Students can start by looking at U.S. history using standard textbooks which tend to emphasize dominator relations while at the same time failing to present the full horror of the dehumanization of blacks, Native Americans, and later also Chinese and other Asian immigrants. They can then be given other resources that emphasize partnership elements and/or provide the missing perspective of groups that have been dominated.

The suffering and hardships of African-American life only a century ago are sometimes hard for students, and adults, to imagine. Many of us are also unaware of how legal constraints worked to deprive blacks of the most basic rights and skills. An example is that laws in the American South made it a crime to teach black slaves to read. It is a testimony to their ingenuity and courage that, despite this, many slaves somehow managed to become literate. A haunting instance is the little-known story of how the boy who later became the abolitionist leader Frederick Douglass devised a plan to teach himself to read by tricking some white boys to read aloud letters he had carved on pieces of wood — until he was finally able to solve the mystery of the alphabet.

The history of Africans in America is a story of violence and domination. It begins with the slave trade by Arabs and Europeans as well as by some of the African tribal chiefs. It includes the unspeakable horrors of the slave ships (where more than half the captured women, children, and men died of hunger, thirst, and disease), the plantation slave system (where humans were considered mere chattel or possessions), and culminates with the black struggle for emancipation and civil, political, and economic rights.

This struggle for access to equal education, of course, continues in our time, as evidenced by the struggle during the 1960's for school integration. This is dramatically depicted in movies such as Ruby Bridges, the story of a six year old black student who for one year had to be escorted by federal marshals past an angry mob into her first grade class in a formerly segregated New Orleans elementary school (shown on ABC in 1998) and the PBS television series I'll Fly Away about the struggle for integration in the South during the 1950's. Both are good resources for elementary and secondary grades.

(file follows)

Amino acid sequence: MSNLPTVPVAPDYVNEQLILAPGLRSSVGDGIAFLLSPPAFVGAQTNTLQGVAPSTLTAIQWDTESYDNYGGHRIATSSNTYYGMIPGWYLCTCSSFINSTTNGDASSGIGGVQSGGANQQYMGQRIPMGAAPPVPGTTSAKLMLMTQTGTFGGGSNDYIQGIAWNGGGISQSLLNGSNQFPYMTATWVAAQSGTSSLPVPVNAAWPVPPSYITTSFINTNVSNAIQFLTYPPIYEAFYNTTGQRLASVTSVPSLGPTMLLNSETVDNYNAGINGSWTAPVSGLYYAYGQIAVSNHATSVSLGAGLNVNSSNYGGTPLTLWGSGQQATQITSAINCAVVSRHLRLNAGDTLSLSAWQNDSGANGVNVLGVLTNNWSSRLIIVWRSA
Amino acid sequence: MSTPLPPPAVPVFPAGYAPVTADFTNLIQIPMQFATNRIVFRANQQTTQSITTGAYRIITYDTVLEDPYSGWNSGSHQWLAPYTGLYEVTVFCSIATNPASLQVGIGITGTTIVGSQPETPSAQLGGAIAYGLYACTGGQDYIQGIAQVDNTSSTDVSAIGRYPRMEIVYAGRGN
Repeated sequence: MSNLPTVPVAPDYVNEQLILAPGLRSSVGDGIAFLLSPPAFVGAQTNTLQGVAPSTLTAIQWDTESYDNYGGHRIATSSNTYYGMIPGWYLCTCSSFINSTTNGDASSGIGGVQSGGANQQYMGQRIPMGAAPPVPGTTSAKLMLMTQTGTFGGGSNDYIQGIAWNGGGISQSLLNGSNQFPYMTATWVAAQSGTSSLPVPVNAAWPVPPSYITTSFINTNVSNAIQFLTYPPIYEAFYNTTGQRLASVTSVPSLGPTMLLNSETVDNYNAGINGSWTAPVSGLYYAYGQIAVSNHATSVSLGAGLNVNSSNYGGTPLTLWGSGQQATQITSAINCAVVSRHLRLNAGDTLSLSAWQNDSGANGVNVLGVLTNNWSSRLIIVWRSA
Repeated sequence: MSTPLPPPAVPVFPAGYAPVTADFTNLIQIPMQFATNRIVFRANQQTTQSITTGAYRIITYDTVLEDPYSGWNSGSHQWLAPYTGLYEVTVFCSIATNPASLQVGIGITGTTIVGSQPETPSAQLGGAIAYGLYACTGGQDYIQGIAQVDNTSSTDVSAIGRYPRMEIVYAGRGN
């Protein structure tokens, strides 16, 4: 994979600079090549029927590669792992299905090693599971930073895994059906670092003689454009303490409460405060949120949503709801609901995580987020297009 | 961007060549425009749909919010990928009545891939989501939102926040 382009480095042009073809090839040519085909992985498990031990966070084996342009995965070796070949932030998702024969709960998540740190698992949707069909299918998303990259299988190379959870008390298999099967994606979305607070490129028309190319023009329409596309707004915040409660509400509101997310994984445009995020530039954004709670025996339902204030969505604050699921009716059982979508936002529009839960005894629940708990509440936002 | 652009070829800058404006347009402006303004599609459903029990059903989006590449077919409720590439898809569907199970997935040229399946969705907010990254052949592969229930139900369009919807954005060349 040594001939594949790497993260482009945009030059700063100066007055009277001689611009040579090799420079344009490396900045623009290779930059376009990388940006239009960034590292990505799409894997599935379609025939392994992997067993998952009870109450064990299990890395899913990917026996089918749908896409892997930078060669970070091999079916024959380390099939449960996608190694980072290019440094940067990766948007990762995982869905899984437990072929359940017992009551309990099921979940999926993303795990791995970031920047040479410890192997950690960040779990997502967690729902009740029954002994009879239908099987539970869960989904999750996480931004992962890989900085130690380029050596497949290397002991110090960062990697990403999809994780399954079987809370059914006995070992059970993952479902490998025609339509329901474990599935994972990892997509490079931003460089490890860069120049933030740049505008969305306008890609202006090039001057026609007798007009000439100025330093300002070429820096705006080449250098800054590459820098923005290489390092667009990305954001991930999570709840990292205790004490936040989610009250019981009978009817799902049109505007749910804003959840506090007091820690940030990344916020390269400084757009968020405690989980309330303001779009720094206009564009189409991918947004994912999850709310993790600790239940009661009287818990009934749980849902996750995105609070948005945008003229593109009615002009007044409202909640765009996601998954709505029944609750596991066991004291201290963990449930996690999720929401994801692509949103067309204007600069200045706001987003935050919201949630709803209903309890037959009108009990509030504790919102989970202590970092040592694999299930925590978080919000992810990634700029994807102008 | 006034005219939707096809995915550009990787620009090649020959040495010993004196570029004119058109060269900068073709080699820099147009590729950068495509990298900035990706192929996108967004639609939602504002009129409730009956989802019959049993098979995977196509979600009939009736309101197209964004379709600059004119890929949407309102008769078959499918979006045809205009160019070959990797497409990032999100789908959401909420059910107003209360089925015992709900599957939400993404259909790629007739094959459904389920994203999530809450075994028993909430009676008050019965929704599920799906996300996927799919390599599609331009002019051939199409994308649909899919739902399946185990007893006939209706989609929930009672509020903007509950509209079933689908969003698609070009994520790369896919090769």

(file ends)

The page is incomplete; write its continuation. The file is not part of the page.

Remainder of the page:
Students can also be invited to create stories of their own, perhaps writing monologues adopting the persona of someone who was an abolitionist or civil rights worker, and present these in oral or written form.

  • In Quest of Black History in Joe’s 8th grade class, he took on the role of a journalist and wrote an editorial on why we should celebrate the contributions of African-Americans.
  • In her 12th grade class, Mary Beth examined the real conditions of slave life for women, from initial capture to, in some cases, escape through the Underground Railroad by reading excerpts from actual diaries of slaves.

Students also often find the works of bell hooks, such as Sisters of the Yam, of great interest for their insights into the lives of African-American women today.

  • There are children's books on the Underground Railroad, as well as on the later struggle of freed African-Americans against subsequent Jim Crow laws and lynchings that took place in the American South until the 1960's.
  • There are also inspiring biographies, such as the autobiography of Frederick Douglass who was wrenched from his mother (as many slave children were) and spent most of his adult life fighting for a partnership world.
  • Also inspiring is the life story of Sojourner Truth, a remarkable black woman who was also forcefully separated from her mother when she was very small. On one occasion, this courageous former slave, who spoke up for both black's and women's rights, risked her life by singlehandedly stopping a pack of white ruffians from terrorizing a black revival meeting by calmly talking to them instead of fleeing.

There are, in addition, inspiring real-life stories about white people, young and old, who have worked together with blacks in their struggle for civil rights. Sometimes they have risked, even lost, their lives. An example are the two young Jewish college students, Andrew Goodman and Michael Schwerner, who were killed along with a young black man by the name of James Cheney when they went to Mississippi during the early 1960's as Freedom Riders.